Wollie Shellie is big-chested, big-hearted, and just as big a smash here as in her debut.
“In my next life,” says Wollie (Dating Dead Men, 2004), “if I’m a woman again, I’m going to be petite.” At the time, she’s stuck in the kind of narrow aperture hard for robust six-footers to negotiate. But troubles of that sort, though frequent in Wollie’s hectic life, are transitory. Smarts, guts, wit, indomitable sweetness, and irresistible charm are her constants. Wollie—short for Wollstonecraft, the name given her by a hippie mom who should never be allowed to stray from her ashram—is something of a TV star as her second adventure gets underway. Biological Clock, the reality show on which she’s a contestant, has provided some of the cash she needs to prop up her greeting-card business. And there’s a bonus in store if the audience decides she’s the best bet for eventual parenthood. Instead of that rosy future, a young woman friend vanishes, a young male friend of the young woman is murdered, and Biological Clock develops an unsettling dark side. Even more unsettling, however, is the advent of smooth, suave, hunky Simon Alexander. What’s a girl to do when an FBI agent turns out to be her type?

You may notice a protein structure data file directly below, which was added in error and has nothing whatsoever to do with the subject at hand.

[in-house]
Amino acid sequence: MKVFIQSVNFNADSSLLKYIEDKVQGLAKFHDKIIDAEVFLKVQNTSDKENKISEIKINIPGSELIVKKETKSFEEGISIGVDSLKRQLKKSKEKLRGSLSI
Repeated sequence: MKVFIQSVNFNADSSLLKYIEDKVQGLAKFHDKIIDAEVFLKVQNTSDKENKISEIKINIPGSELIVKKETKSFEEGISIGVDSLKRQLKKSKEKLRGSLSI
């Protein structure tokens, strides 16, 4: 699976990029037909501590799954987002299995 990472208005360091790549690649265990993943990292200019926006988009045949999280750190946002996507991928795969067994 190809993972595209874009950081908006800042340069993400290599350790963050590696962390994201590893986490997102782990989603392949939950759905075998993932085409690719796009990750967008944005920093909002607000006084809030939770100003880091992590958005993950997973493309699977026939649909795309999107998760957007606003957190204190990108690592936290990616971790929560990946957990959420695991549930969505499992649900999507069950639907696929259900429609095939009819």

Lively prose, seamless plotting—and, good golly, there’s Wollie.